Even the best medical providers can make mistakes that hurt you. Personal injury claims arise when one person or company harms someone through negligence. When the injury is caused by a healthcare provider’s negligence, you may have a medical malpractice claim. However, as with other lawsuits and legal matters, state law governs things like when and how you can file. For example, Illinois statute of limitations laws set some important deadlines you need to consider immediately if medical errors have injured you.
What is a statute of limitations law?
Generally, this type of law tells potential plaintiffs how long they have to file a lawsuit. Courts can bar claims made after the statute of limitations has passed. The statute of limitations usually begins on:
- The date the injury actually happened,
- When the injured person discovered the injury, or
- When the injury could have been uncovered with reasonable efforts had been taken.
Statute of limitations deadlines begin to ‘run’ on one of the dates mentioned above. Sometimes people can ‘toll’ the statute, which is kind of like stopping the clock, hitting the pause button, or getting an extension. When someone says the statute deadline has ‘run’ or it’s ‘barred that means that time ran out.
So, how long do I have to actually sue my doctor?
Every state has its own laws. This type of law can vary greatly from state to state. In this article, we will look only at Illinois statute of limitations laws that might affect your ability to sue your doctor or other medical professional:
In most situations, you should file your medical malpractice claim no more than:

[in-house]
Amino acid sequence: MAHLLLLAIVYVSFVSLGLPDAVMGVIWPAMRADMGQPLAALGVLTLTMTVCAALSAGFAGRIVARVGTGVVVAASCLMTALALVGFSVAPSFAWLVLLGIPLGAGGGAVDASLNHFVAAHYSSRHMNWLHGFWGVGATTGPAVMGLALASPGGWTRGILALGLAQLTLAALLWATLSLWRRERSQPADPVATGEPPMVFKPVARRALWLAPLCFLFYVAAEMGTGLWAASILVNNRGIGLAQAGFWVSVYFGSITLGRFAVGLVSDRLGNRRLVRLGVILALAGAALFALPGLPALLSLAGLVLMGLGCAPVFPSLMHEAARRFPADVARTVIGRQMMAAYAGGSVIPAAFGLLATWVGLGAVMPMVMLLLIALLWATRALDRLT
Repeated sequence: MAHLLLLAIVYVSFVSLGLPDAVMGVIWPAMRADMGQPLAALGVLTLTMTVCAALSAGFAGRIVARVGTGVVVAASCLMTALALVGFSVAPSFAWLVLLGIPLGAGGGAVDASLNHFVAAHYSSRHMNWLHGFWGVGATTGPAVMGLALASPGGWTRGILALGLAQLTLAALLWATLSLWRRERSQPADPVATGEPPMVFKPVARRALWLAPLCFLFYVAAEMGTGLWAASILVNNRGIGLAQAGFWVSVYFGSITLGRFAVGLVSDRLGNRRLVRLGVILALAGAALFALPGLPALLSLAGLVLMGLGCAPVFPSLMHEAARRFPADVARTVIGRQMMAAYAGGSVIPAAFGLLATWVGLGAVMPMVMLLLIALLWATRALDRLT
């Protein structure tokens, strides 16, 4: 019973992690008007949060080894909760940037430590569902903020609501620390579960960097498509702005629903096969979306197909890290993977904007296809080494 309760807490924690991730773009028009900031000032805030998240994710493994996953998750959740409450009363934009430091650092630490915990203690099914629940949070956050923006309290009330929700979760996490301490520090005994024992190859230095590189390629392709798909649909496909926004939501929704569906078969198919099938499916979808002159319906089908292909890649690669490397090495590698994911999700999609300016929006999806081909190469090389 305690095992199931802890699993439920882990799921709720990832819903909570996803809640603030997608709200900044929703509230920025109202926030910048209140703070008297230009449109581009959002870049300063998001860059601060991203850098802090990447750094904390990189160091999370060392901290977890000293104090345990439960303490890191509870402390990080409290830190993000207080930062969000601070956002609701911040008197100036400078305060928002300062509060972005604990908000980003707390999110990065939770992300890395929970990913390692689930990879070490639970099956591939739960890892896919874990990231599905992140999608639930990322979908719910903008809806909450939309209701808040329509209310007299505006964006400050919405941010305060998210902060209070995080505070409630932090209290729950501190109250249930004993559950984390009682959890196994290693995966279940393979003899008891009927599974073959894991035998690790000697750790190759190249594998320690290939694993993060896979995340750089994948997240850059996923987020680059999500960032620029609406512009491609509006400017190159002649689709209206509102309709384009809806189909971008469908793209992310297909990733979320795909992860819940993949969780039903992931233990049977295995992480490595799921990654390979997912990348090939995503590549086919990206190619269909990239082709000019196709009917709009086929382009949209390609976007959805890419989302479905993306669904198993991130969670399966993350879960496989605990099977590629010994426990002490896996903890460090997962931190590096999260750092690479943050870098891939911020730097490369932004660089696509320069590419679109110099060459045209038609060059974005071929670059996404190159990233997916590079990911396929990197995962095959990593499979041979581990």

Two (2) years from the date you knew or should have known about the medical mistake. For example, you could have surgery tomorrow, but not know immediately that your surgeon made a mistake. As soon as you should have known about the mistake, the statute of limitations starts to run.
Four (4) years from the date of the actual medical error.
Eight (8) years from the date a person under the age of 18 was injured but not after the injured person’s twenty-second birthday.
Can you give me some examples of how a statute of limitations might work?
Let’s say that Mary has knee replacement surgery. She notices immediately that the new joints seem unstable, causing considerable pain. Mary’s doctor apparently made several obvious mistakes during the surgery. Since she knew or should have known about the surgeon’s error immediately, she probably has only two years to file her medical malpractice lawsuit.
Contrast this with Joe’s experience. His lung surgery seemed to go just fine. However, almost three years after the surgery, he learns that his cancer has returned. His surgeon failed to remove all the cancerous tumor and failed to give Joe the chemo he needed. Although he is beyond the two year statute of limitations, Joe’s statute of limitations begins on the date he learns of his doctor’s mistakes. Since he may have only four years from the date of the surgery to sue his doctor, he should see an experienced medical malpractice attorney immediately.
Finally, Amy suffered from severe depression as a teenager. When she was 16, her therapist ignored her suicidal thoughts and switched her to medication that could actually increase her chances of committing suicide. Although her parents stopped her attempted suicide in time, the family was distraught. Amy also suffered physical trauma that took time and money to repair. Amy and her parents may file a medical malpractice lawsuit any time in the six years between the date of her injury and her twenty-second birthday.
Don’t Miss the Illinois Statute of Limitations Law if You Need to Sue Your Doctor.
Please remember that every case is different. If you feel you have missed out on suing your doctor, nurse, or dentist, talk to an attorney before giving up.
If you are interested in the matters discussed in this blog, be sure to call us for a free consultation or leave a comment.
At the Dailey Law Firm, P.C., our team of skilled lawyers and professionals provide sound and current legal representation that you need. Call us at 844-342-5353 to set up a free consultation or use the Contact Form on our website. There’s no fee for personal injury cases unless we win.
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